Mother and Godmother
This is aÂ really interesting piece in the Daily Mail.
A lesbian couple claim they have been told they cannot baptise their one-year-old son because they both want to be registered on official records.Â Aimi and Victoria Leggett said they wanted to give their child, Alfie, a similar religious upbringing to their own but were told the child could only have one mother.Â As a compromise, a vicar told Aimi, 25, and Victoria, 22, one of them could be registered as ‘godmother’ instead.Â But the couple stormed out of the meeting at St Mary’s Church in Warsash, Hampshire, after Reverend George Gebauer said the church baptism register only had one space for one mother and one father.Â The church is where Aimi – Alfie’s biological mother – was baptised and where her parents got married.
The couple, whose civil partnership was in October 2011, said they had organised the Church of England ceremony with Reverend Andy Norris.Â But Mr Norris has recently left the parish, and retired clergy – including Mr Gebauer – are now officiating until a replacement can be found.Â Aimi, from Gosport, said: ‘There was no way one of us was going to be listed as the godparent. We are both Alfieâ€™s mum.Â ‘Rev Gebauer sat there and told us no child could have parents of the same sex, no child could have two mothers.Â ‘He did all this for about ten or 15 minutes and was asking us why we want Alfie brought into the church.Â Aimi added: ‘Iâ€™m baptised Church of England, and Victoria is a Catholic. We want him to be brought up the same as we were.
‘We were even saying to the Reverend, “Do you want Alfie to be ashamed of his family?Â ‘He’s not gay, we are, what we do is up to us.”
The pair still hope to have Alfie baptised at St Peterâ€™s Church in nearby Titchfield.Â But Victoria admitted: ‘Itâ€™s so hard not to be put off by our experience.Â ‘You get told “yes” you can do it and then it all changes and they completely disregard it.’Â Mr Gebauer, 87, said he did not refuse to baptise Alfie, and the coupleâ€™s sexuality was not an issue.Â He said he was willing to carry out the baptism if Aimi and Victoria agree to record just one of them as mother.Â ‘We have bent over backwards to try and accommodate this family,’ he said.Â ‘We suggested time and again that the natural mum be registered as mum.Â ‘They will not give way and that canâ€™t happen.The church baptism register makes no provision for it.Â ‘We can only make sure the child is theirs. For all we know it they may have pinched the child.Â They said they wanted a private service, away from the congregation, and with no other babies. We agreed to that.Â The couple are not even from our parish, so we could have informed their local church and directed them there instead.Â But we kept quiet and agreed to welcome them in.Â However, when it came to the administrative side of things they insisted on both being listed as mum and refused to budge from their position.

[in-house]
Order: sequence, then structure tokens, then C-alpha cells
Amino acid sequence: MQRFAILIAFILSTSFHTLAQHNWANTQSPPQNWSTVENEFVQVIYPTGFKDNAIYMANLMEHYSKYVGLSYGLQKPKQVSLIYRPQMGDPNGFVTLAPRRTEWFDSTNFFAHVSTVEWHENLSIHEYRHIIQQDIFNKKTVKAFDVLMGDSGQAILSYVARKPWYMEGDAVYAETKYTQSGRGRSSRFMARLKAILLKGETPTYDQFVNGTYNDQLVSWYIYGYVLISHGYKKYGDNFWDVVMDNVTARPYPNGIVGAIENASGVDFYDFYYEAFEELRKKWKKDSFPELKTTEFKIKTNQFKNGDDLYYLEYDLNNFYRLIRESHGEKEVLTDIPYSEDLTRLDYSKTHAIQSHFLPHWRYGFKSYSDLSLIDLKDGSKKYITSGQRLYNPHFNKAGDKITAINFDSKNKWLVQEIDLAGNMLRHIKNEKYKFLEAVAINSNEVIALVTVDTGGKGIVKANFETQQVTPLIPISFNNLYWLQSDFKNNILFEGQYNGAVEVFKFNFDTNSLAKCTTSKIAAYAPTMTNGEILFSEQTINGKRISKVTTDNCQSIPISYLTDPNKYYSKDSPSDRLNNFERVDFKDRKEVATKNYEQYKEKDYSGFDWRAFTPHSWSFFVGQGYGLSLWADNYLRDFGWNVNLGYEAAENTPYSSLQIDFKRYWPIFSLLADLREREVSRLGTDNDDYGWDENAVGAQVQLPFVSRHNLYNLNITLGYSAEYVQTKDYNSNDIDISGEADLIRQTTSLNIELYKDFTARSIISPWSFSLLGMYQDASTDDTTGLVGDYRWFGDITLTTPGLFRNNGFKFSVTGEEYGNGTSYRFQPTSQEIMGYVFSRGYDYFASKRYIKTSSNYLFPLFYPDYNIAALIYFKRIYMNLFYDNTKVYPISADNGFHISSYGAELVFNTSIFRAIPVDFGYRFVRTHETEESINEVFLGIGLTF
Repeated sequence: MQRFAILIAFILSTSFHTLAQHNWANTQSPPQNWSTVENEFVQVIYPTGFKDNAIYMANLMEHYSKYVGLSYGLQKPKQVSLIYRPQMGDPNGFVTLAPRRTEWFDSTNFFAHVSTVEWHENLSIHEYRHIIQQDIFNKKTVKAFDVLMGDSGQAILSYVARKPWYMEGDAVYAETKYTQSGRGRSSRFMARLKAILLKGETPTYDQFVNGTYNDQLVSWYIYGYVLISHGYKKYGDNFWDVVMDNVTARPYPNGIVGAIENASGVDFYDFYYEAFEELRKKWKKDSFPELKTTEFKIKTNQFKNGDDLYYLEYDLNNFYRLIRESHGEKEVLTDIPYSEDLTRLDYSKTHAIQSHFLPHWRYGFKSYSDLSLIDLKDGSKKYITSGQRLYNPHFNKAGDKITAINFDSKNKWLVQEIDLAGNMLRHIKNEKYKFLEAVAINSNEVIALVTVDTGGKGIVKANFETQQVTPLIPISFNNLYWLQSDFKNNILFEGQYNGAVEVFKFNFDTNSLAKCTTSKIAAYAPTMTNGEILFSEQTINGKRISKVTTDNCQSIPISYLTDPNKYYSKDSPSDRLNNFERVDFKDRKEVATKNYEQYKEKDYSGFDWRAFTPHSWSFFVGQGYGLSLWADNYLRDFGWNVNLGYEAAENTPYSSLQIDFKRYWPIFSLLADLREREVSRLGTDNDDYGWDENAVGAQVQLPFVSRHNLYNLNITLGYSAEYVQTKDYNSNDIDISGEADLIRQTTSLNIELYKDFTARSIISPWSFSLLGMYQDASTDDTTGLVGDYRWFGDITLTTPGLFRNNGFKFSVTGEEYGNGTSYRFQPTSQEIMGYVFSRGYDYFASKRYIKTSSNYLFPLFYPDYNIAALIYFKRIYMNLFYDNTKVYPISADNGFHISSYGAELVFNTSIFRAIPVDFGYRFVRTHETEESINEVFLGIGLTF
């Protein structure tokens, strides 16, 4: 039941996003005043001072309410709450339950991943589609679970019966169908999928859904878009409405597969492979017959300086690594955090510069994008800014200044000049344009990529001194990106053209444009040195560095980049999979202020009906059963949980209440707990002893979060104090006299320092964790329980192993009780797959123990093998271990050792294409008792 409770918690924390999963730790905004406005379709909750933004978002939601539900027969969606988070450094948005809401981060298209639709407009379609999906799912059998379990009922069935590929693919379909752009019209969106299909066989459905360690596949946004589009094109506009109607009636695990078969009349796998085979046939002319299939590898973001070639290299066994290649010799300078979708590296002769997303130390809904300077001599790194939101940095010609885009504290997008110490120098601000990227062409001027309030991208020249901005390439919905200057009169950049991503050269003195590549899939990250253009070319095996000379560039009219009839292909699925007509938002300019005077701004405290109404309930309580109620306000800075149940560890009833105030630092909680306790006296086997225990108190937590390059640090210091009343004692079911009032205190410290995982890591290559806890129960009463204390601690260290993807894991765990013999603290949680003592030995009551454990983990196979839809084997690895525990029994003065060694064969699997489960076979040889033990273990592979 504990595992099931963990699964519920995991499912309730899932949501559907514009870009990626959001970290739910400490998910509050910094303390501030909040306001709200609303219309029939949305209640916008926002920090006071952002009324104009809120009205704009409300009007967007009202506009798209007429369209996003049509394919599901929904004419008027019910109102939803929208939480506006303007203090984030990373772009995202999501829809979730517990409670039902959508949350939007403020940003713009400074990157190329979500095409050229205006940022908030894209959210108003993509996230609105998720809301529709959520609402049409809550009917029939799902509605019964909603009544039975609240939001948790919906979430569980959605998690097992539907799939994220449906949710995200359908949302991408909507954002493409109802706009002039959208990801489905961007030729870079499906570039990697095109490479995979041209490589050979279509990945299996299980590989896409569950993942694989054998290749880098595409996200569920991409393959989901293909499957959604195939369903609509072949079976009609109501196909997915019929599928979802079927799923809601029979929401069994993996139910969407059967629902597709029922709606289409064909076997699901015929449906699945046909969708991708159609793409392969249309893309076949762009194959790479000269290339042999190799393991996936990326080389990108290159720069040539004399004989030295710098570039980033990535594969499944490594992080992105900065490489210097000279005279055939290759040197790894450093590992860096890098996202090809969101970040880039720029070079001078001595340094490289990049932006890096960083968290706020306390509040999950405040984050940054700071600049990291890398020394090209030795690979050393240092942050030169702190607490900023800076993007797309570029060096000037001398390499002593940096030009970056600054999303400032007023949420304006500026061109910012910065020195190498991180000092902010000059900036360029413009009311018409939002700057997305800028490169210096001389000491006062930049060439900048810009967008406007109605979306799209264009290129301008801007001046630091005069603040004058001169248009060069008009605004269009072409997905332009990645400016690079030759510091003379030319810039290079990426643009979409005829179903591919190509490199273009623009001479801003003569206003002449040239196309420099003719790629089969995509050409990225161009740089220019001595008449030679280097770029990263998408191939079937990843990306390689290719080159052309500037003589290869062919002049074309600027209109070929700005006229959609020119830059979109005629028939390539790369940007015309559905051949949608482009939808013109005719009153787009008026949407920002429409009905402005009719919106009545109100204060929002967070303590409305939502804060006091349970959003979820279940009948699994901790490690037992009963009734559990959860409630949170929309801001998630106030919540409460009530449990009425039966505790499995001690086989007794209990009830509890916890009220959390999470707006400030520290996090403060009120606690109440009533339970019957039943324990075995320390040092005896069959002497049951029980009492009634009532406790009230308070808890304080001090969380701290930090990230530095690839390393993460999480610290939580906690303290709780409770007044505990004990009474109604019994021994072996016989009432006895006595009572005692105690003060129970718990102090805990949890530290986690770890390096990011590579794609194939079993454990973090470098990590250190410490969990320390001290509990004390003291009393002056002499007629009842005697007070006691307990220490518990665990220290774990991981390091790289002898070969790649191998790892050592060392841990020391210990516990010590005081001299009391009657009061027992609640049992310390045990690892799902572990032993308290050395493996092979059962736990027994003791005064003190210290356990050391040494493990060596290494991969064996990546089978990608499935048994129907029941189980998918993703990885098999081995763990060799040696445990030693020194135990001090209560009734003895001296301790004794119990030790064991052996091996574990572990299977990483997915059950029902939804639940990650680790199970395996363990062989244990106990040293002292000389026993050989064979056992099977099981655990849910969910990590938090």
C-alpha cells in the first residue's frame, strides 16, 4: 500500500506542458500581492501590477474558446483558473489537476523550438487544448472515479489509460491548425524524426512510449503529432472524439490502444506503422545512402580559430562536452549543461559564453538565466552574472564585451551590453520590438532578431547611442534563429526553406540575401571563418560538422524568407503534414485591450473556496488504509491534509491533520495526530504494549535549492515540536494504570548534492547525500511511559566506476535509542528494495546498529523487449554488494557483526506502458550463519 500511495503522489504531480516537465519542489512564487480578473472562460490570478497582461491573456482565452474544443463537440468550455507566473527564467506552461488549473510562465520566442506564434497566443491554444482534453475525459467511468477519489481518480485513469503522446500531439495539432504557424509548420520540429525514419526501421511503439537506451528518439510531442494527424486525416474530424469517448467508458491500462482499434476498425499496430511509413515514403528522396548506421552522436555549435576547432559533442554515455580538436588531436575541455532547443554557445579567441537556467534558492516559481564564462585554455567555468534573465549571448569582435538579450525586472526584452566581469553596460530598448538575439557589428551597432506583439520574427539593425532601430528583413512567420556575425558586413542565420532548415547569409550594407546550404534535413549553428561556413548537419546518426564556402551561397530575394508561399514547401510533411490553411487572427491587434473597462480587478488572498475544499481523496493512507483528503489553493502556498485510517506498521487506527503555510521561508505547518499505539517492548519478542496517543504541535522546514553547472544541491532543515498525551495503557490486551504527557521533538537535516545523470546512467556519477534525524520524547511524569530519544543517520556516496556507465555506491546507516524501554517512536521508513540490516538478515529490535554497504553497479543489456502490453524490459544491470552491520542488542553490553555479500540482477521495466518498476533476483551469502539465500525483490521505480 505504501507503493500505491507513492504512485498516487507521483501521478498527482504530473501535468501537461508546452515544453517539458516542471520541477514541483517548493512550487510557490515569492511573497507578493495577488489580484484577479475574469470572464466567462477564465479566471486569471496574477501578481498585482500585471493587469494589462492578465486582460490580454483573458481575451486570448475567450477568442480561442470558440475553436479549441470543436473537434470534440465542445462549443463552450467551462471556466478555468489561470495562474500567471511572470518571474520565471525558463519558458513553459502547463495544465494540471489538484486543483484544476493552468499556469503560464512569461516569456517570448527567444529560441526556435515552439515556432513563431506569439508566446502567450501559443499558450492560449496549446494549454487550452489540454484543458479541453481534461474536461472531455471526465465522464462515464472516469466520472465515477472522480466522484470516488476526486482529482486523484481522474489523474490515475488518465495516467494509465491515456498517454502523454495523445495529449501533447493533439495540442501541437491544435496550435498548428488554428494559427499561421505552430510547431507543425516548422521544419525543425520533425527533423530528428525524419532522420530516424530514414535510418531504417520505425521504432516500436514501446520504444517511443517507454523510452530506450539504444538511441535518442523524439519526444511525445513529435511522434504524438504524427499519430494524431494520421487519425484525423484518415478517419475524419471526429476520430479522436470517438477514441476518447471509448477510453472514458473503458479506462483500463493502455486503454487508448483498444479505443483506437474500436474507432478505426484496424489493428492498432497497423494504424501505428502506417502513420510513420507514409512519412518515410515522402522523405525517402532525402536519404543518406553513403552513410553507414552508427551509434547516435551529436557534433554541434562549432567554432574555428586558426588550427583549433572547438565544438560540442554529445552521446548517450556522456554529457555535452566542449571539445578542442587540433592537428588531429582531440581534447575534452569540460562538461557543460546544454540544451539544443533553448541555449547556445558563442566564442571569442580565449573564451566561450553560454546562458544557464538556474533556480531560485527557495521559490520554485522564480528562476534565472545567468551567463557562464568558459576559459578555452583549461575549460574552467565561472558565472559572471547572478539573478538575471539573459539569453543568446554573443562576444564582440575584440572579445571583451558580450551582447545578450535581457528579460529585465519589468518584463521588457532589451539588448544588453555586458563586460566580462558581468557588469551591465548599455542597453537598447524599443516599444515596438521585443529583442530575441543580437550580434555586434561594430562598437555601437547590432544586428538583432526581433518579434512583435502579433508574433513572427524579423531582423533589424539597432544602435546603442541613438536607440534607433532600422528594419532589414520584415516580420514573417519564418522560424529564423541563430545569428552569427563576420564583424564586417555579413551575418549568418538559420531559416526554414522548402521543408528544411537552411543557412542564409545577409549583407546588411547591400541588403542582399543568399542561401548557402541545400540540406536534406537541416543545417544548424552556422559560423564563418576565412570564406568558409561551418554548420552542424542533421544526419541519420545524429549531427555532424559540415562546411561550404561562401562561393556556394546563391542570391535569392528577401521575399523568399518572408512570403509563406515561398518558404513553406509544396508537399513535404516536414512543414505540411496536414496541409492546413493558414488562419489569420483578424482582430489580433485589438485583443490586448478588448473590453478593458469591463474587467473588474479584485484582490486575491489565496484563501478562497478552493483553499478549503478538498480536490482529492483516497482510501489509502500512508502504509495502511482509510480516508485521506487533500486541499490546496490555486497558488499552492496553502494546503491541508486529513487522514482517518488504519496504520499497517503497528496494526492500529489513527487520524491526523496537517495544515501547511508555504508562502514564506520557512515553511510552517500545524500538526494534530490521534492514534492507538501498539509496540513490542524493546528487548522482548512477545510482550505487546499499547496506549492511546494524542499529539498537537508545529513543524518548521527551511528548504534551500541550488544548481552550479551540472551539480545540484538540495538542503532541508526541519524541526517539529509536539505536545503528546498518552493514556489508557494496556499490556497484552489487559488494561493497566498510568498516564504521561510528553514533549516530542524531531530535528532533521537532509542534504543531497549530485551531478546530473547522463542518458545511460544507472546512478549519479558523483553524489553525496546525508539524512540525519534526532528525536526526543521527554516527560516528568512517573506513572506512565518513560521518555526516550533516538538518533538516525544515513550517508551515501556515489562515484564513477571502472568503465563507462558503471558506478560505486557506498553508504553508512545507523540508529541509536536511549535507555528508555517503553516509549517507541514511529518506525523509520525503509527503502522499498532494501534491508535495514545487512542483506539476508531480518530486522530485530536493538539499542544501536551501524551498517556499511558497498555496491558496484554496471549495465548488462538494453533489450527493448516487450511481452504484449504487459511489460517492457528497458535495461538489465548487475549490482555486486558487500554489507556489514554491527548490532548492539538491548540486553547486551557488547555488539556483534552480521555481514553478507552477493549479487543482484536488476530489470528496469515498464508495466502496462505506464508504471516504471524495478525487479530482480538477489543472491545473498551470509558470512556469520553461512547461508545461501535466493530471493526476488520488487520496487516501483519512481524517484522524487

‘I told them I was unable to do this because the church baptism register only has space for one mother and one father. I believe it would be illegal for me to register them both as mother.Â They will find themselves in the same situation if they go to another vicar or church.Â ‘This is nothing to do with their sexuality. At no point did they say they were a couple – it was just assumed.Â The soul of the little boy is more important than anything else.Â We did not even push them for the name of the father, we were happy to leave that space blank. We have found ourselves at a stalemate.’
He added: ‘I feel sorry for gay and lesbian people. We know there is something not right within their make-up.Â They produce too much hormone – they’re imbalanced. That’s the way they are. It’s a medical issue.Â Surely baptising the child is more important than being registered. They only think of themselves it seems.’
Controversial last paragraph there, but then he is 87. But on the wider issue, it is an interesting point as to whether baptism forms do allow for two mothers or fathers. I’m not sure that they do. That said, looking through the Common Worship liturgy I’m not sure I can find any problem per se with two mothers bringing a child to baptism. The rubric (as in the Canons) is constantly of “parents” not “mother and father”.
Looking at the legislation involved (see Richard’s useful comments below) I think there are two options re the register are as follows.
- That the register is treated as the legal record of parenting. At the moment it is acceptable on a baptism register to put down one parent if the other is absent. What is NOT acceptable is to put down a step-parent (i.e. a step-father) where there is a biological father who is still the legal parent of the child. However, I think in the case of a gay couple where both are the legal parents of the child, there should be no problem putting both in the register. Whether you put both under mother or strike through “Father” and replace it with “Mother” or “Parent” is largely immaterial.
That said, it is the Same-Sex Marriage Bill that allows a statutory document to use the terms “mother” and “father” to mean “two parents of the same sex” (or at least to allow “husband” and “wife” to mean two people of the same-sex). Is that yet in force? If not, I can’t see that the second mother can be entered into the form. Chin stroking time…
- That the register is treated as the legal record of siring. If that were the case then the obvious thing to do is put down the biological mother as “Mother” and leave the other entry blank.
Would welcome some legal opinion on this!